They identify a heat wave at the bottom of the ocean

They identify a heat wave at the bottom of the ocean

This visualization shows the bathymetric features of the western basin of the Atlantic Ocean, including the continental shelf, captured by satellite. – NOAA’S NATIONAL ENVIRONMENTAL SATELLITE AND INFORM


Marine heat waves in surface waters, capable of altering ecosystems, they also occur in the depths of the ocean.

In an article published in the magazine Nature Communicationsa team led by NOAA researchers used a combination of observations and computer modeling to generate the first comprehensive assessment of marine heat waves at the bottom of the productive waters of the continental shelf surrounding North America.

“Researchers have been investigating marine heat waves at the sea surface for more than a decade,” said lead author Dillon Amaya, a research scientist in NOAA’s Physical Sciences Laboratory. “This is the first time we’ve been able to really dive deeper. and assess how these extreme events play out along the shallow seabed.”

Marine heat waves dramatically impact the health of ocean ecosystems around the world, disrupting the productivity and distribution of organisms as small as plankton and as large as whales. As a result, there has been considerable effort to study, track, and predict the timing, intensity, duration, and physical drivers of these events.

Most of that research has focused on extreme ocean surface temperatures, for which there are many more high-quality observations taken by satellites, ships, and buoys. Sea surface temperatures can also be indicators of many physical and biochemical characteristics of the oceans of sensitive marine ecosystems, which makes analysis easier.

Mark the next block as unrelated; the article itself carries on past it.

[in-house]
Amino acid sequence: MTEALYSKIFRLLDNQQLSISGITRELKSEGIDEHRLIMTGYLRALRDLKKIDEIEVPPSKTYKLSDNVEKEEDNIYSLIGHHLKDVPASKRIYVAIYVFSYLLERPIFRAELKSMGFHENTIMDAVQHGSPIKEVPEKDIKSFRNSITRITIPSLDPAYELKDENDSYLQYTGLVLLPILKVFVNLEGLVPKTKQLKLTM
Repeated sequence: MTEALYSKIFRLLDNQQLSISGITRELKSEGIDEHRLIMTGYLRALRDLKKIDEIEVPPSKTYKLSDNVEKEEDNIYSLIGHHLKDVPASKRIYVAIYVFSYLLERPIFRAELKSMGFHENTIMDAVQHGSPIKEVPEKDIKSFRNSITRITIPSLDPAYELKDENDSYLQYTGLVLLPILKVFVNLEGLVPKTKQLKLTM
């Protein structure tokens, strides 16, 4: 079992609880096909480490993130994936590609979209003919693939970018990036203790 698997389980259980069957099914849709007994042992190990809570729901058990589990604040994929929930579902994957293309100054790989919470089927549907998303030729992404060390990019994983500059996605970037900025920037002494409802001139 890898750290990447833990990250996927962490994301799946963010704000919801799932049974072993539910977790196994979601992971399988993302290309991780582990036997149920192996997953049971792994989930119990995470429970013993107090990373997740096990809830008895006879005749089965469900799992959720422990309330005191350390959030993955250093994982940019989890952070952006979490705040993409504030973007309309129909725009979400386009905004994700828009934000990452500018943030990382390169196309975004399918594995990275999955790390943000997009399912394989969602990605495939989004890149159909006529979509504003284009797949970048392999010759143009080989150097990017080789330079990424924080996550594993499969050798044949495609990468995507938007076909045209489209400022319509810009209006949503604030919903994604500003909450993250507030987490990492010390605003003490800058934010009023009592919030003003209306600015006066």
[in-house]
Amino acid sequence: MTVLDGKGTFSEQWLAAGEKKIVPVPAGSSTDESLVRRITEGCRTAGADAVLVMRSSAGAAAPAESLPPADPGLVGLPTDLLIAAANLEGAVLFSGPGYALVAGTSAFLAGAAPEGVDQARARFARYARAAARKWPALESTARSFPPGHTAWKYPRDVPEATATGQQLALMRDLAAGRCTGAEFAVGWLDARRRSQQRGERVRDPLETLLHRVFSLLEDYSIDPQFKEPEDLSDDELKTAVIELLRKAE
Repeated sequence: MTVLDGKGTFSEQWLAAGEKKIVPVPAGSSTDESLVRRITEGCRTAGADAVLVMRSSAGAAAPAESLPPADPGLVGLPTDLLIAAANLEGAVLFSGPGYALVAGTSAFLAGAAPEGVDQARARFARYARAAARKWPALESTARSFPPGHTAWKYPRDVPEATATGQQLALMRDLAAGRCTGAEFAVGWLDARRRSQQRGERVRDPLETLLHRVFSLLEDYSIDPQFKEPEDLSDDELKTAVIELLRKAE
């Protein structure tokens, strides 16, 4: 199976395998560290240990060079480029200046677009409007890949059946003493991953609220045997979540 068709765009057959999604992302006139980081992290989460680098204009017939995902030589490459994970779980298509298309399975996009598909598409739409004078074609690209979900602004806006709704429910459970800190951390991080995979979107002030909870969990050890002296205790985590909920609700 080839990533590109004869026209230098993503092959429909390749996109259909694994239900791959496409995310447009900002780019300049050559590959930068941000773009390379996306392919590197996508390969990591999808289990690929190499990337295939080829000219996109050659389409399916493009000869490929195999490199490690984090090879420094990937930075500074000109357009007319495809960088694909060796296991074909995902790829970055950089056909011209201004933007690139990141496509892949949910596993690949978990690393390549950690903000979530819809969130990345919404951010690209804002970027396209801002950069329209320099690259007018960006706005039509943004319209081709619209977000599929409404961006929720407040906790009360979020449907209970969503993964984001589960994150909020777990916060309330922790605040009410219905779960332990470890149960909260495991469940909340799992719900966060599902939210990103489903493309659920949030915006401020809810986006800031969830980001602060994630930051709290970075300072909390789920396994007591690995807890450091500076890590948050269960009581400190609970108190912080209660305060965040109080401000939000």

Around 90% of the excess heat from global warming has been absorbed by the ocean, which has warmed by around 1.5°C over the last century. Marine heat waves have become 50% more frequent over the last decade.

In recent years, scientists have increased efforts to investigate marine heat waves across the entire water column using the limited data available. But previous research did not target extreme temperatures at the bottom of the ocean along the continental shelves, which provide critical habitat. for important commercial species such as lobsters, scallops, crabs, flounder, cod and other groundfish.

Due to the relative paucity of bottom water temperature data sets, the scientists used a data product called “reanalysis” to make the assessment, which starts with available observations and employs computer models that simulate ocean currents and the influence from the atmosphere to “fill in the blanks.” Using a similar technique, NOAA scientists have been able to reconstruct global climate since the early 19th century.

While ocean reanalyses have been around for a long time, it has only recently become dexterous enough and high enough resolution to examine ocean features, including bottom temperatures, near shore.

The research team found that on the continental shelves around North America, deep-sea heat waves tend to persist longer than their surface counterparts and may have larger warming signals than the overlying surface waters. Seabed and surface heatwaves can occur simultaneously in the same location, especially in shallower regions where surface and bottom waters mix.

But seafloor heatwaves can also occur with little or no evidence of surface warming, which has important implications for the management of commercially important fisheries. “That means it may be happening without fisheries managers realizing it until the impacts start to show,” Amaya said.


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